Friday, February 27, 2009
Supreme Court Rejects Limitation on Whistleblower Actions
By STEVEN M. ELLIS, Staff Writer
Government employees who allege retaliation for whistleblowing do not have to obtain a reversal of adverse findings by the State Personnel Board before they can sue for damages in the superior court, the California Supreme Court unanimously ruled yesterday.
Reversing a decision by the Third District Court of Appeal, the justices held such employees may bring an action under the California Whistleblower Protection Act as soon as the board issues findings on a complaint before it or the timeline for the board to do so passes.
Carole M. Arbuckle brought suit in 2003 against the State Board of Chiropractic Examiners and its executive director, Jeanine Smith, alleging retaliation after Arbuckle noted that the SBCE’s chairperson, Dr. Sharon Ufberg, failed in 2001 to timely pay a renewal fee and practiced with an invalid license for over five months.
Arbuckle’s duties including cashiering and license renewal, with involvement in issuing citations for unlicensed practice, and she inquired about citing Ufberg in the following months when issuing citations to other individuals, but was allegedly directed not to do so by Smith.
Claiming the events caused a breakdown of trust and cooperation in the workplace resulting in changed duties, denial of assignment requests and a transfer, Arbuckle filed a complaint with the State Personnel Board in 2002, but the board’s executive officer, after considering documentary evidence and written argument, issued adverse findings and recommending dismissal.
The officer concluded that some of Arbuckle’s alleged whistleblower activity did not constitute protected disclosures of improper governmental activities, that other allegedly retaliatory acts were not sufficiently adverse, and that there was no nexus shown between the disclosure and the adverse employment actions, finding persuasive the SBCE’s evidence that its actions were unrelated to protected disclosures.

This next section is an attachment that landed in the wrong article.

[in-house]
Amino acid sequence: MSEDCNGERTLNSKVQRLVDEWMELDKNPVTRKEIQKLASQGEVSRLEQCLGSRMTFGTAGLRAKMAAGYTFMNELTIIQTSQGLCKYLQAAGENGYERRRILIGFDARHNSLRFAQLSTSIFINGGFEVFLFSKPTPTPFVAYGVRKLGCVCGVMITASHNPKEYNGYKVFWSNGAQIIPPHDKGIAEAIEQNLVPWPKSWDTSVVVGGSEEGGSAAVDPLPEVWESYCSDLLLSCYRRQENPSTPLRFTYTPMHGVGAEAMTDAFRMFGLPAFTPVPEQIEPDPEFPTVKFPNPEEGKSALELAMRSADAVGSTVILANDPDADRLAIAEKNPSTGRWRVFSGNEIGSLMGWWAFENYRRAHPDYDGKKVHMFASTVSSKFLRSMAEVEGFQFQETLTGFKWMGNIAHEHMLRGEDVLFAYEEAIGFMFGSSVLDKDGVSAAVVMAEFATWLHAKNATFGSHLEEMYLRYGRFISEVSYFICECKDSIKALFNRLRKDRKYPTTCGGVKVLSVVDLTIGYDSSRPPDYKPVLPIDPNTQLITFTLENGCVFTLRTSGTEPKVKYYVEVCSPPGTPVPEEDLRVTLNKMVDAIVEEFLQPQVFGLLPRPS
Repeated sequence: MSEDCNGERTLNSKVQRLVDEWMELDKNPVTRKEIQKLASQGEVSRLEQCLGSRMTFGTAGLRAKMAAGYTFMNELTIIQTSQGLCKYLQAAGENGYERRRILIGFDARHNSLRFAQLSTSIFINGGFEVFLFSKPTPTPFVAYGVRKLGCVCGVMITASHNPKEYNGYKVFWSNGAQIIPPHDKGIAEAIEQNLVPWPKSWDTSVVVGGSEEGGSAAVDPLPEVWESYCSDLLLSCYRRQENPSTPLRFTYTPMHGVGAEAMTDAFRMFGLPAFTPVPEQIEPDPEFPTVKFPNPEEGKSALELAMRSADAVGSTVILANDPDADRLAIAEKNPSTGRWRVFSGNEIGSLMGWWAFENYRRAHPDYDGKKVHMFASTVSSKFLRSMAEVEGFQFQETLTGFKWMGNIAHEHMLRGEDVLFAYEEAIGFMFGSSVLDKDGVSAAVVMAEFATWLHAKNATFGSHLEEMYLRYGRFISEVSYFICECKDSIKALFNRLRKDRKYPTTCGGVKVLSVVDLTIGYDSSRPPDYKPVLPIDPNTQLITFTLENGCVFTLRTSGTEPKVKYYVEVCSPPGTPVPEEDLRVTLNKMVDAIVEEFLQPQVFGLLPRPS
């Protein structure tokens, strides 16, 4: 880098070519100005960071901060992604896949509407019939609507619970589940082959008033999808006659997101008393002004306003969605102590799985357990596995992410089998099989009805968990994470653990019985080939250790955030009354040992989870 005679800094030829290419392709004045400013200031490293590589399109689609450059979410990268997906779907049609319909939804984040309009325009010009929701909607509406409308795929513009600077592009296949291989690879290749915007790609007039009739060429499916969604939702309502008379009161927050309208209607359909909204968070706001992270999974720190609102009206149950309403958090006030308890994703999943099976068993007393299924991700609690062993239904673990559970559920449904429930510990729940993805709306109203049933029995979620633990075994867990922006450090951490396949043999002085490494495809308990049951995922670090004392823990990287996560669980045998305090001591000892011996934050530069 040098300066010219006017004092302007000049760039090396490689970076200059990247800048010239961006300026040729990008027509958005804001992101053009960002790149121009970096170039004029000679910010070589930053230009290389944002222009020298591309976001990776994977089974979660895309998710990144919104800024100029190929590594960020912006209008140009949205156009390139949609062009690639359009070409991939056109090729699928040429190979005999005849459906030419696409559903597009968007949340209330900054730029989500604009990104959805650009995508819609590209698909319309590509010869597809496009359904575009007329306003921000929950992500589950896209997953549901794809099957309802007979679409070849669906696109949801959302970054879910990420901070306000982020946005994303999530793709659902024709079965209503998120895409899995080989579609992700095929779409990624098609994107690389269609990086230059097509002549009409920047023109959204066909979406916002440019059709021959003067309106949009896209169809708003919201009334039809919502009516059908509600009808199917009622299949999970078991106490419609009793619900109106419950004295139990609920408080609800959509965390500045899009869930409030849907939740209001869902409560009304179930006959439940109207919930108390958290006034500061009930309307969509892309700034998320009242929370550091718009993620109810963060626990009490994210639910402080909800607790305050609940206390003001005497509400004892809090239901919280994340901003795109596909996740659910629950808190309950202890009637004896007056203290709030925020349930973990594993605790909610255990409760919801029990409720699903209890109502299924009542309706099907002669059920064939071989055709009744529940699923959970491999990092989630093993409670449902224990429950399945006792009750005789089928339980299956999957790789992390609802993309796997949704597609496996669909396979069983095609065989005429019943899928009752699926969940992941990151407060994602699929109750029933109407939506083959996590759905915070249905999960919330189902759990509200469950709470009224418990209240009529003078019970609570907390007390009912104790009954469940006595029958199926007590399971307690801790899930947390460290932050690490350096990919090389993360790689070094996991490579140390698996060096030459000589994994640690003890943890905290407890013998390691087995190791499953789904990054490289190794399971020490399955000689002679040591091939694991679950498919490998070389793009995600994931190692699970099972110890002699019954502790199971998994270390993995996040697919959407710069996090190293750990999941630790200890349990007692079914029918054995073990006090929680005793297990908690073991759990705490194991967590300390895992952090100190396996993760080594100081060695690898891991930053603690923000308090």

Under the State Personnel Board’s regulations at the time, complainants who received an adverse finding from the executive officer could petition for a hearing before the board, but Arbuckle opted instead to file an action for damages in the Sacramento Superior Court.
Judge Shelleyanne W.L. Chang denied the SBCE’s subsequent motion for summary judgment, but the Court of Appeal issued an alternative writ staying the proceedings.
Presiding Justice Arthur G. Scotland, and Justices George Nicholson and Fred Morrison, who retired in January, then ruled that Arbuckle had to succeed in having the adverse findings set aside before she could proceed with her superior court action, because the findings would otherwise remain binding and preclude recovery in the damages action.
But on appeal, Justice Joyce L. Kennard wrote that the Court of Appeal’s holding undermined the Legislature’s purpose of protecting whistleblower employees by assuring them the procedural guarantees and independent factfinding of a superior court damages action.
“The error in the Court of Appeal’s reasoning lies in its assumption that Arbuckle’s failure to pursue further administrative remedies, coupled with her failure to seek writ of mandate review of the State Personnel Board’s findings, elevated those findings to the same status as a final civil judgment rendered after a full hearing, precluding relitigation of the factual issues the board’s executive officer resolved against Arbuckle….
“Nothing in Government Code section 8547.8(c), suggests that the Legislature intended the damages remedy created in that provision to be so narrowly circumscribed, and such a narrow interpretation of the damages remedy would hardly serve the Legislature’s purpose of protecting the right of state employees ‘to report waste, fraud, abuse of authority, violation of law, or threat to public health without fear of retribution.’”
The case is State Board of Chiropractic Examiners v. Superior Court (Arbuckle), 09 S.O.S. 1135.
Copyright 2009, Metropolitan News Company